Let us suppose that the descent has been made along the downward sloping plane AB, from which the body is deflected so as to continue its motion along the upward sloping plane BC; and first let these planes be of equal length and placed so as to make equal angles with the horizontal line GH. Now it is well known that a body, starting from rest at A, and descending along AB, acquires a speed which is proportional to the time, which is a maximum at B, and which is maintained by the body so long as all causes of fresh acceleration or retardation are removed; the acceleration to which I refer is that to which the body would be subject if its motion were continued along the plane AB extended, while the retardation is that which the body would encounter if its motion were deflected along the plane BC inclined upwards; but, upon the horizontal plane GH, the body would maintain a uniform velocity equal to that which it had acquired at B after fall from A; moreover this velocity is such that, during an interval of time equal to the time of descent through AB, the body will traverse a horizontal distance equal to twice AB. Now let us imagine this same body to move with the same uniform speed along the plane BC so that here also during a time-interval equal to that of descent along AB, it will traverse along BC extended a distance twice AB; but let us suppose that, at the very instant the body begins its ascent it is subjected, by its very nature, to the same influences which surrounded it during its descent from A along AB, namely, it descends from rest under the same acceleration as that which was effective in AB, and it traverses, during an equal interval of time, the same distance along this second plane as it did along AB; it is clear that, by thus superposing upon the body a uniform motion of ascent and an accelerated motion of descent, it will be carried along the plane BC as far as the point C where these two velocities become equal.

If now we assume any two points D and E, equally distant from the vertex B, we may then infer that the descent along BD takes place in the same time as the ascent along BE. Draw DF parallel to BC; we know that, after descent along AD, the body will ascend along DF; or, if, on reaching D, the body is carried along the horizontal DE, it will reach E with the same momentum [*impetus*] with which it left D; hence from E the body will ascend as far as C, proving that the velocity at E is the same as that at D.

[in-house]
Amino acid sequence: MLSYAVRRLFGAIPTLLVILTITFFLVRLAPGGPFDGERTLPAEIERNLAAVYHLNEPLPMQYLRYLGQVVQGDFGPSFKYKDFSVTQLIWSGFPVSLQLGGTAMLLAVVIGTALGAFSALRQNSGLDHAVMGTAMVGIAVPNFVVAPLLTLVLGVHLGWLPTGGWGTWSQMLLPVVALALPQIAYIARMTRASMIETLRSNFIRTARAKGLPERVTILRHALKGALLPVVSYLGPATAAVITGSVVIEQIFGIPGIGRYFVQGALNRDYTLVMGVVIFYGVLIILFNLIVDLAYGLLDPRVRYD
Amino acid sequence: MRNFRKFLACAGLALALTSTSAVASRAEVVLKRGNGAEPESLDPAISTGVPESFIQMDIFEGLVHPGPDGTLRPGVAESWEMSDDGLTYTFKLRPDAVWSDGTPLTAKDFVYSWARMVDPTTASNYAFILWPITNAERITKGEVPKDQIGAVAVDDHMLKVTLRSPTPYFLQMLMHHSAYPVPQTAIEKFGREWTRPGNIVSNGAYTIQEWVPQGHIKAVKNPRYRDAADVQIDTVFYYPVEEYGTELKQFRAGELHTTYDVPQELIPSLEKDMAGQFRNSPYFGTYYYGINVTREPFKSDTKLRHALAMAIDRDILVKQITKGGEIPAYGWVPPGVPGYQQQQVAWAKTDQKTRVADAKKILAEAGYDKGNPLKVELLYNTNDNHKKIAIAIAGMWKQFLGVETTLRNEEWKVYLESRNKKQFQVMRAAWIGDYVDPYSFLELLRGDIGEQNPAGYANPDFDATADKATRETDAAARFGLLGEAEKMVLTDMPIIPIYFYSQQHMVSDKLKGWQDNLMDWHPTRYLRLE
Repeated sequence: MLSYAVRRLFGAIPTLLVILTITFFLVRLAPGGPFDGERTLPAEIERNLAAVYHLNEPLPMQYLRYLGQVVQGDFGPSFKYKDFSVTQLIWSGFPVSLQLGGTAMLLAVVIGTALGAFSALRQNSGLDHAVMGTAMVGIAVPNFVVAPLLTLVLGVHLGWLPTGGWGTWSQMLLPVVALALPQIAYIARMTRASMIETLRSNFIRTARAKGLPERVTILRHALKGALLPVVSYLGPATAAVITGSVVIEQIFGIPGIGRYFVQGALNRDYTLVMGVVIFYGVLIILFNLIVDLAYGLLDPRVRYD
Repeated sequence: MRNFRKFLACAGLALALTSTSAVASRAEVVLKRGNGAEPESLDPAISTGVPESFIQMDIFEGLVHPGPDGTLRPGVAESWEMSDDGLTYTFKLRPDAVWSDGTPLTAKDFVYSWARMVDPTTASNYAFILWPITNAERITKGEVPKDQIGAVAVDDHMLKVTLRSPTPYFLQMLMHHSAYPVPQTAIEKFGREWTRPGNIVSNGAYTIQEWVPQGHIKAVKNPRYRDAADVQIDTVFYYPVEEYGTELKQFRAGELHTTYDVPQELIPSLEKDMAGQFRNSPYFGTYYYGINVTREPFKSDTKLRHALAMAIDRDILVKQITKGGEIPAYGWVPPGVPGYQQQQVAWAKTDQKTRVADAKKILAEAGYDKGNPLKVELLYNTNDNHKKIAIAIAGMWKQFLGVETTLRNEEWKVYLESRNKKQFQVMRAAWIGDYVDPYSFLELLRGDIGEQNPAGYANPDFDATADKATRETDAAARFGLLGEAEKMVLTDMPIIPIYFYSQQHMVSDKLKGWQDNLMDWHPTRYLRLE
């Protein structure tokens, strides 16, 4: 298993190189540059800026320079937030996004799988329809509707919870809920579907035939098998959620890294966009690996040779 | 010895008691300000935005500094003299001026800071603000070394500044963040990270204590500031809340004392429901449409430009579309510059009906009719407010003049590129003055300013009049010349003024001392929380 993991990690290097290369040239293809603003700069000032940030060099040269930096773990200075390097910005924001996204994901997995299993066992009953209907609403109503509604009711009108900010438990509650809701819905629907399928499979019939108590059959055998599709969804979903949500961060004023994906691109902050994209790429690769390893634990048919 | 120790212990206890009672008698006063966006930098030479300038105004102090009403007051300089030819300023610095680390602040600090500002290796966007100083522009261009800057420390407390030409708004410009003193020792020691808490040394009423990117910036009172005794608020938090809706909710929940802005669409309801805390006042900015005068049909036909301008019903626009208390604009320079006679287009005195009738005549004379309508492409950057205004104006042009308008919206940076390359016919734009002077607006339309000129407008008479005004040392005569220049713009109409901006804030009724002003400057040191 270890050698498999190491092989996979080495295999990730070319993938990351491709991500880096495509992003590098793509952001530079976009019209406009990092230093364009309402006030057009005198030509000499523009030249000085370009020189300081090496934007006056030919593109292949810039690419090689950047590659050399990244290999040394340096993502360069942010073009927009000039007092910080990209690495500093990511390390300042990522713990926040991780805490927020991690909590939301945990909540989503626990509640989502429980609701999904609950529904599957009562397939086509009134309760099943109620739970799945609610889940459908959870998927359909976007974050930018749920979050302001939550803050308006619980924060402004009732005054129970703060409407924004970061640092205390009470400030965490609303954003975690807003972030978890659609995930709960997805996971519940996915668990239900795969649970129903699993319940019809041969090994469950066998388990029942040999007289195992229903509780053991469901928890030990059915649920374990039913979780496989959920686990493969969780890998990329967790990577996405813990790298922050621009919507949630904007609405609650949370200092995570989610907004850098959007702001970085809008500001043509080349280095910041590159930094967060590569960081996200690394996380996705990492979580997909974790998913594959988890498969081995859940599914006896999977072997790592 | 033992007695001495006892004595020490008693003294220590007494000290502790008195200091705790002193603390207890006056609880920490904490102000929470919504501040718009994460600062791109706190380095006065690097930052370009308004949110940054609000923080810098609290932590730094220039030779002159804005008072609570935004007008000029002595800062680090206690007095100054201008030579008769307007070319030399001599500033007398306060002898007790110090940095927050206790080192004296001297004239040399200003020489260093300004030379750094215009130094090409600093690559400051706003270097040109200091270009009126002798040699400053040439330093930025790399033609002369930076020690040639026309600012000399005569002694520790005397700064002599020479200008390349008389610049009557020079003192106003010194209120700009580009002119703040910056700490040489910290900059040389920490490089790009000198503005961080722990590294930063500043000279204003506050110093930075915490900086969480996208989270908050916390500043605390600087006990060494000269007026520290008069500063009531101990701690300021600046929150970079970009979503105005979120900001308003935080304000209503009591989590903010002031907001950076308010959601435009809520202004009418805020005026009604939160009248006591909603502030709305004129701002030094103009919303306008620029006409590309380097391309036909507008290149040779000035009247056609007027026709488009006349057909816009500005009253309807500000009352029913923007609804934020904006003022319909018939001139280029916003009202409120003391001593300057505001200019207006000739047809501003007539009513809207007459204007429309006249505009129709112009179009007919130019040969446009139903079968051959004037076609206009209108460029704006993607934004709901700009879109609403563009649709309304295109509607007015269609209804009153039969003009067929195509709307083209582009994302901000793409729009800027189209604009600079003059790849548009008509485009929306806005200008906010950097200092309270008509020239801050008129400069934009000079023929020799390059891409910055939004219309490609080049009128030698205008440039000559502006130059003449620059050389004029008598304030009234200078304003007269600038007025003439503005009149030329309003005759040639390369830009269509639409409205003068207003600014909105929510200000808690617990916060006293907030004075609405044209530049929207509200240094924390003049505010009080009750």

From this we may logically infer that a body which descends along any inclined plane and continues its motion along a plane inclined upwards will, on account of the momentum acquired, ascend to an equal height above the horizontal; so that if the descent is along AB the body will be carried up the plane BC as far as the horizontal line ACD: and this is true whether the inclinations of the planes are the same or different, as in the case of the planes AB and BD. But by a previous postulate [p. 184] the speeds acquired by fall along variously inclined planes having the same vertical height are the same. If therefore the planes EB and BD have the same slope, the descent along EB will be able to drive the body along BD as far as D; and since this propulsion comes from the speed acquired on reaching the point B, it follows that this speed at B is the same whether the body has made its descent along AB or EB. Evidently then the body will be carried up BD whether the descent has been made along AB or along EB. The time of ascent along BD is however greater than that along BC, just as the descent along EB occupies more time than that along AB; moreover it has been demonstrated that the ratio between the lengths of these times is the same as that between the lengths of the planes. We must next discover what ratio exists between the distances traversed in equal times along planes of different slope, but of the same elevation, that is, along planes which are included between the same parallel horizontal lines. This is done as follows: